Google will now let Android users log in to some services without a password

Google now allows you to sign in to some of your Chrome services on Android using only your fingerprint, instead of having to type a password. The function is available as of today for some Android phones, and will be implemented on all Android 7 or later phones "in the next few days". According to a Google help page, the feature also allows you to log in using whatever method you have set to unlock your phone, which can include pins and pattern unlock.

Android phones now allow you to use your fingerprint to authenticate Google Pay purchases and sign in to applications. What's new here is to be able to use that same fingerprint to sign in to one of Google's web services within the Chrome browser. At this time, you can use the functionality to view and edit the passwords that Google has saved for you at passwords.google.com, but Google says it plans to add the functionality to more Google and Google Cloud services in the future. [19659003] When you visit passwords.google.com you will be asked to verify your identity with a fingerprint.

Image: Google

Not having to remember a password means that this is a much more convenient way to log in, and it is also much more secure. Passwords have all kinds of vulnerabilities, even before considering the fact that many people reuse them in multiple sites. However, with this method, credentials are stored locally on your device so that they cannot be intercepted or hacked into a company's servers, and they are also impossible to "phishing" by tricking you into visiting a fake website. Using a password manager along with two-factor authentication helps mitigate many of these vulnerabilities, but the new method used by Google completely eliminates them.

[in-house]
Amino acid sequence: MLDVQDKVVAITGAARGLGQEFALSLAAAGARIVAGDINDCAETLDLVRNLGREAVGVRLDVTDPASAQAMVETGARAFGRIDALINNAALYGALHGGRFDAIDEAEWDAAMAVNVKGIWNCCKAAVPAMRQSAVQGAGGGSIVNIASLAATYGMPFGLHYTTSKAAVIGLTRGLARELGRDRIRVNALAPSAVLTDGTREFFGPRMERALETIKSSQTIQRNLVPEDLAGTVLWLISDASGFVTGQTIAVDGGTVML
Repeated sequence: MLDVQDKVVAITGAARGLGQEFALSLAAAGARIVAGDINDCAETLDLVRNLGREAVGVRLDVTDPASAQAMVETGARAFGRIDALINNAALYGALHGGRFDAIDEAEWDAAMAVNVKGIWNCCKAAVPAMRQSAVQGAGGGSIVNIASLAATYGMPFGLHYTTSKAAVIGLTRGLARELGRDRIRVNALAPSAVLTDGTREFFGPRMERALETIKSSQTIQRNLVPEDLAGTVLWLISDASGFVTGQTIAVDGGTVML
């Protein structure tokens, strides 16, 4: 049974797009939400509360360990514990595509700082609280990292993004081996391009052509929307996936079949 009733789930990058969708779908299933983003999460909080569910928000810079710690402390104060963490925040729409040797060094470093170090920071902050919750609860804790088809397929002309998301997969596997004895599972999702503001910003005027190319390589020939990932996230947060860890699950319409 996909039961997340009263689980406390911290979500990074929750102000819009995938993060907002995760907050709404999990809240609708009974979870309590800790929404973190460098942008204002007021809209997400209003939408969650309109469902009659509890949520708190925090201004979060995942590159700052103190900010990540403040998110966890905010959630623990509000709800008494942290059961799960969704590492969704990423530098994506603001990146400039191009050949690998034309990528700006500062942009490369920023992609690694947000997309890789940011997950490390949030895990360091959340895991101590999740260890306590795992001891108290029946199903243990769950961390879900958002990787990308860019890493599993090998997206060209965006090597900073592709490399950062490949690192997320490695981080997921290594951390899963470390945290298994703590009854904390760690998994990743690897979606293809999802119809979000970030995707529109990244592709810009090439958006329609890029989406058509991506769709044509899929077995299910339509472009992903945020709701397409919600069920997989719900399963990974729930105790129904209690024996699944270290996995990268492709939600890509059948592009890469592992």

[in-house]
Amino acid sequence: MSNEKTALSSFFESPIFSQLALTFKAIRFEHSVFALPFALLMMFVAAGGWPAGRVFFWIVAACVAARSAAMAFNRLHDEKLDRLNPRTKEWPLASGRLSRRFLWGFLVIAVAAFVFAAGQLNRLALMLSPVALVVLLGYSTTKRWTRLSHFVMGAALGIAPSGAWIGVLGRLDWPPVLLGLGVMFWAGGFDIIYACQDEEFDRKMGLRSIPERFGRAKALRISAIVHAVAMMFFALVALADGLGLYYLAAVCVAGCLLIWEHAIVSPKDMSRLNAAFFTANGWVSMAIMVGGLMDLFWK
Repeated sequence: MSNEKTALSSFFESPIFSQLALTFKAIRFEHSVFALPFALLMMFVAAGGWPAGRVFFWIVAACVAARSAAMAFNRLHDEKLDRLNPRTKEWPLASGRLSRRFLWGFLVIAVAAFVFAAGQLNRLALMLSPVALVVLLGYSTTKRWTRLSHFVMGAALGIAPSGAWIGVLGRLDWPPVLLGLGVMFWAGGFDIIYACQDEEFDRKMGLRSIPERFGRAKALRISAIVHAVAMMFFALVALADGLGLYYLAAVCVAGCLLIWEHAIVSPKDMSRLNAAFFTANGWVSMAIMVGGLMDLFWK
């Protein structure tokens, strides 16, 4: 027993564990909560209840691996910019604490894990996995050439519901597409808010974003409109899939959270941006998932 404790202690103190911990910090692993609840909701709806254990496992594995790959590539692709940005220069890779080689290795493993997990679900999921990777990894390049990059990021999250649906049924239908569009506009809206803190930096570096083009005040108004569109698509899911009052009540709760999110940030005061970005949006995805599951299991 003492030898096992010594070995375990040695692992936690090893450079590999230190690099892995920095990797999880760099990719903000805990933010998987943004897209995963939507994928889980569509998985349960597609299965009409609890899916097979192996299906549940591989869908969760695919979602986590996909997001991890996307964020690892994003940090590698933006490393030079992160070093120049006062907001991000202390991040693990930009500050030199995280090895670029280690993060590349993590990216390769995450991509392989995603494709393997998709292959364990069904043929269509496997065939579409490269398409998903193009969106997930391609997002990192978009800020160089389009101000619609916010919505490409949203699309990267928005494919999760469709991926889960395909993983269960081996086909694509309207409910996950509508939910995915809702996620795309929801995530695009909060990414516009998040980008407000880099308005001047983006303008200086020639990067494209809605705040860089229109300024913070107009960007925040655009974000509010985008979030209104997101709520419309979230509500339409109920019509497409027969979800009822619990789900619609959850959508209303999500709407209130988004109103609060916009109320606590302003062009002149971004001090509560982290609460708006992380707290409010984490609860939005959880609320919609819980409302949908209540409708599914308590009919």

If you have a compatible Android phone, you can test the functionality now by going to passwords.google.com using the Chrome application on your phone. This service allows you to manage all the passwords that Chrome has saved for you. If you touch any of these saved passwords, Google will ask you to "verify that you are", at that time, you can authenticate using your fingerprint or any other method you normally use to unlock your phone. You will need to have your personal Google account added to your Android device for this to work.

Google's new functionality is built using FIDO2 and the WebAuthn protocol, an open standard that sites can use to protect web-based logins. FIDO2 is much safer than normal passwords. All Android devices running version 7.0 or later are FIDO2 certified, and Google allows you to use an Android phone as a 2FA security key to log in to your account using the same technology.

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